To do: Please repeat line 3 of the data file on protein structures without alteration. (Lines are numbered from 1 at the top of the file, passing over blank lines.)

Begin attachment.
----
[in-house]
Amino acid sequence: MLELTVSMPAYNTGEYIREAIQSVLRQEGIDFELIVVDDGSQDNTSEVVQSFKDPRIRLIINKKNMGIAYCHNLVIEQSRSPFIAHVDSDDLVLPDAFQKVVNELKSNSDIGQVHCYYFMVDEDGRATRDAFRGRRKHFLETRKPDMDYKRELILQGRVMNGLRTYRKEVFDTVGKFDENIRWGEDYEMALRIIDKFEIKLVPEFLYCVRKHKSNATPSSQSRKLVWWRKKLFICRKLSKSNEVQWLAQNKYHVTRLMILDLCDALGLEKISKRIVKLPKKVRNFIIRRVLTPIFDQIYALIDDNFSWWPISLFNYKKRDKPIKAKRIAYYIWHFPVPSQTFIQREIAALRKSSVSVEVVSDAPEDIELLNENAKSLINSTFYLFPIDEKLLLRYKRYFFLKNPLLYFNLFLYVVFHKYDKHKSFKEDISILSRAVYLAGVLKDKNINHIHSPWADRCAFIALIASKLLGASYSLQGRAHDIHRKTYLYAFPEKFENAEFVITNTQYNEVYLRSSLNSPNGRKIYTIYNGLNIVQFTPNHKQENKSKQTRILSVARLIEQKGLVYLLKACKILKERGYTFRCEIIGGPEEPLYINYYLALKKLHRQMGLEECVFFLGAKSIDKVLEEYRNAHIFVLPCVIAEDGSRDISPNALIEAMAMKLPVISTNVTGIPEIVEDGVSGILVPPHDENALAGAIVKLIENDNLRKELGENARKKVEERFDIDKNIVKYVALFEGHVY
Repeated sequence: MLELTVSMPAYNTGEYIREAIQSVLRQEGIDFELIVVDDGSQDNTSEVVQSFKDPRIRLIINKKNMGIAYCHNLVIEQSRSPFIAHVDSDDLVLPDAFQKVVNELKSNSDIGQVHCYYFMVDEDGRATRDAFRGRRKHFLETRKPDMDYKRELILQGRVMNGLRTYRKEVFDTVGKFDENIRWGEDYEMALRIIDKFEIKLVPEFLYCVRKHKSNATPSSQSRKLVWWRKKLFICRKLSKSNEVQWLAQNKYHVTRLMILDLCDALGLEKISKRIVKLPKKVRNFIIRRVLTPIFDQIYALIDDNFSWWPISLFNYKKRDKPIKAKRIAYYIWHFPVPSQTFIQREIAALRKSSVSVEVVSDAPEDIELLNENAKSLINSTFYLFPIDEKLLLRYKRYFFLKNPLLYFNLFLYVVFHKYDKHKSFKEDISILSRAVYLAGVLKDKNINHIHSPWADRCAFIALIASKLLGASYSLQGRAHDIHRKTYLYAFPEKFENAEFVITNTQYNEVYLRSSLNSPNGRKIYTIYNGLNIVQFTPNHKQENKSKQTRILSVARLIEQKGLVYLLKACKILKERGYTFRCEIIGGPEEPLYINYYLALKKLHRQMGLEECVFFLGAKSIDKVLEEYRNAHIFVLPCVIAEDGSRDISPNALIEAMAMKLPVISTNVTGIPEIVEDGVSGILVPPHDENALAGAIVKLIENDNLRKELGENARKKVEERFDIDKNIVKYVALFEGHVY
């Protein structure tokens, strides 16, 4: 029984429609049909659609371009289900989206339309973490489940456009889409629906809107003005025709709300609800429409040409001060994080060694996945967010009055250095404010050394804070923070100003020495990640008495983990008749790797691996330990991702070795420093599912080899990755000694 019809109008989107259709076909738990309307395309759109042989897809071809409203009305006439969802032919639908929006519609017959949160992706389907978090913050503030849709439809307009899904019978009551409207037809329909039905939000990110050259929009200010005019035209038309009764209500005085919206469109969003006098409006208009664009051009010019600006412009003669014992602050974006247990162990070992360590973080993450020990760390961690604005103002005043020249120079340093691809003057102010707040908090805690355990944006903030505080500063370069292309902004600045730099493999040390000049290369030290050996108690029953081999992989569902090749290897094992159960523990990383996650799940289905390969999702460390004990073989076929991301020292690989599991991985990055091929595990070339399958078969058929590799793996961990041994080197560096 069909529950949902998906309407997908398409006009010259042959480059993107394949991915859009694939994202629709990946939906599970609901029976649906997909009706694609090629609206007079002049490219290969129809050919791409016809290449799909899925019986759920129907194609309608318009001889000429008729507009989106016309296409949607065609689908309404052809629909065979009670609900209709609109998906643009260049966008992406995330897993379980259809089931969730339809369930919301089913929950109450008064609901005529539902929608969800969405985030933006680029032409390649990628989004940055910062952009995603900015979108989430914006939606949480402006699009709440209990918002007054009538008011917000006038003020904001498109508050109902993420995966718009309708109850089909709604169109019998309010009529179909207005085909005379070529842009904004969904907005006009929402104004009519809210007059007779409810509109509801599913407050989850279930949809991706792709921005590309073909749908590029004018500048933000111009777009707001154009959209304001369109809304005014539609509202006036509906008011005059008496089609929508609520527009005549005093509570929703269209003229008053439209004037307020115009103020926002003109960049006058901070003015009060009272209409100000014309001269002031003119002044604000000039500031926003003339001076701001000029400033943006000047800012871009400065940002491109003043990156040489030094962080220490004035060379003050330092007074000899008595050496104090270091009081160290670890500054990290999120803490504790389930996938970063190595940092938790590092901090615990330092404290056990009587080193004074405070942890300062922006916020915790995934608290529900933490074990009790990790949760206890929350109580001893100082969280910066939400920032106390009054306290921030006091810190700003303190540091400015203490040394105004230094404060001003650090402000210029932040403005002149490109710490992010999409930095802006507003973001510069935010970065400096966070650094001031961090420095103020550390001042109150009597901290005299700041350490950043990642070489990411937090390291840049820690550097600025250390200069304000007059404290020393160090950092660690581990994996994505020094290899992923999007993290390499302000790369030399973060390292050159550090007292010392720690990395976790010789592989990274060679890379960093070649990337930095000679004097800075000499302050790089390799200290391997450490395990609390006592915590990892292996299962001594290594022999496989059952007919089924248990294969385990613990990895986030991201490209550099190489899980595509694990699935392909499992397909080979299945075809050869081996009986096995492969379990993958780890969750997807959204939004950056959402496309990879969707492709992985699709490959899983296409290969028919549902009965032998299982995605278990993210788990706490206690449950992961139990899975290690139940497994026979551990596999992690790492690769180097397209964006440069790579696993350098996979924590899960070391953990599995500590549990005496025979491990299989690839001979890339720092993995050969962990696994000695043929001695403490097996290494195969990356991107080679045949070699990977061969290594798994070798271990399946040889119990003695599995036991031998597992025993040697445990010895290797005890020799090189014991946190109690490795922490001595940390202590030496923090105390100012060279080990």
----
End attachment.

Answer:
Repeated sequence: MLELTVSMPAYNTGEYIREAIQSVLRQEGIDFELIVVDDGSQDNTSEVVQSFKDPRIRLIINKKNMGIAYCHNLVIEQSRSPFIAHVDSDDLVLPDAFQKVVNELKSNSDIGQVHCYYFMVDEDGRATRDAFRGRRKHFLETRKPDMDYKRELILQGRVMNGLRTYRKEVFDTVGKFDENIRWGEDYEMALRIIDKFEIKLVPEFLYCVRKHKSNATPSSQSRKLVWWRKKLFICRKLSKSNEVQWLAQNKYHVTRLMILDLCDALGLEKISKRIVKLPKKVRNFIIRRVLTPIFDQIYALIDDNFSWWPISLFNYKKRDKPIKAKRIAYYIWHFPVPSQTFIQREIAALRKSSVSVEVVSDAPEDIELLNENAKSLINSTFYLFPIDEKLLLRYKRYFFLKNPLLYFNLFLYVVFHKYDKHKSFKEDISILSRAVYLAGVLKDKNINHIHSPWADRCAFIALIASKLLGASYSLQGRAHDIHRKTYLYAFPEKFENAEFVITNTQYNEVYLRSSLNSPNGRKIYTIYNGLNIVQFTPNHKQENKSKQTRILSVARLIEQKGLVYLLKACKILKERGYTFRCEIIGGPEEPLYINYYLALKKLHRQMGLEECVFFLGAKSIDKVLEEYRNAHIFVLPCVIAEDGSRDISPNALIEAMAMKLPVISTNVTGIPEIVEDGVSGILVPPHDENALAGAIVKLIENDNLRKELGENARKKVEERFDIDKNIVKYVALFEGHVY